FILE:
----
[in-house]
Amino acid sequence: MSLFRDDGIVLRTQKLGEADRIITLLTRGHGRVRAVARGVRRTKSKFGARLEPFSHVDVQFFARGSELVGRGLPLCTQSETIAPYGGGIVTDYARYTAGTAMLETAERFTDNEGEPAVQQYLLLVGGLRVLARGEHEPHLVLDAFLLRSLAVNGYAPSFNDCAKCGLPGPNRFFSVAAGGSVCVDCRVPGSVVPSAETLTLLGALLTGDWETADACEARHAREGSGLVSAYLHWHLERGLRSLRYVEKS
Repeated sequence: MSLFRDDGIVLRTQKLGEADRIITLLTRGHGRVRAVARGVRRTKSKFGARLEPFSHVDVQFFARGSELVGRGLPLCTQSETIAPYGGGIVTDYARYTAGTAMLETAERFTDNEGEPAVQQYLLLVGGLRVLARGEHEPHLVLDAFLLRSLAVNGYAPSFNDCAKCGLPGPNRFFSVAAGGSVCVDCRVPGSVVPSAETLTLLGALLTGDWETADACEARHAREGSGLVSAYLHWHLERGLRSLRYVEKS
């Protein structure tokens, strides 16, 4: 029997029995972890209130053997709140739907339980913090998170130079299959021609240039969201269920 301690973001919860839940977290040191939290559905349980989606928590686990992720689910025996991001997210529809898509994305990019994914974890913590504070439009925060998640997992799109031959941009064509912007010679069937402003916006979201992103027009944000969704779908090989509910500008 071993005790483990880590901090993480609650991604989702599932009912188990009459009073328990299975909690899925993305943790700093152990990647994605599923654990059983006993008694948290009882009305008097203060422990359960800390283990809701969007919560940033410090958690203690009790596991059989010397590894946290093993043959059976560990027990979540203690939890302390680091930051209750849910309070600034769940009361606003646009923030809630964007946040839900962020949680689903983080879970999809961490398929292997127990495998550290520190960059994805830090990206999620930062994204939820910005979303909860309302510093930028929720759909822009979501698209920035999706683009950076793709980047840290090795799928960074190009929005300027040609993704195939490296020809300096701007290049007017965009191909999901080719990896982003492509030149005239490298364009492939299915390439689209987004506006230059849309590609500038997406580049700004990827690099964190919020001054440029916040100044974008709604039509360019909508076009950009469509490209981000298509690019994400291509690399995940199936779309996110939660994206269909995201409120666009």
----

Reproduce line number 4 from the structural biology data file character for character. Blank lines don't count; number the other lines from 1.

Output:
């Protein structure tokens, strides 16, 4: 029997029995972890209130053997709140739907339980913090998170130079299959021609240039969201269920 301690973001919860839940977290040191939290559905349980989606928590686990992720689910025996991001997210529809898509994305990019994914974890913590504070439009925060998640997992799109031959941009064509912007010679069937402003916006979201992103027009944000969704779908090989509910500008 071993005790483990880590901090993480609650991604989702599932009912188990009459009073328990299975909690899925993305943790700093152990990647994605599923654990059983006993008694948290009882009305008097203060422990359960800390283990809701969007919560940033410090958690203690009790596991059989010397590894946290093993043959059976560990027990979540203690939890302390680091930051209750849910309070600034769940009361606003646009923030809630964007946040839900962020949680689903983080879970999809961490398929292997127990495998550290520190960059994805830090990206999620930062994204939820910005979303909860309302510093930028929720759909822009979501698209920035999706683009950076793709980047840290090795799928960074190009929005300027040609993704195939490296020809300096701007290049007017965009191909999901080719990896982003492509030149005239490298364009492939299915390439689209987004506006230059849309590609500038997406580049700004990827690099964190919020001054440029916040100044974008709604039509360019909508076009950009469509490209981000298509690019994400291509690399995940199936779309996110939660994206269909995201409120666009």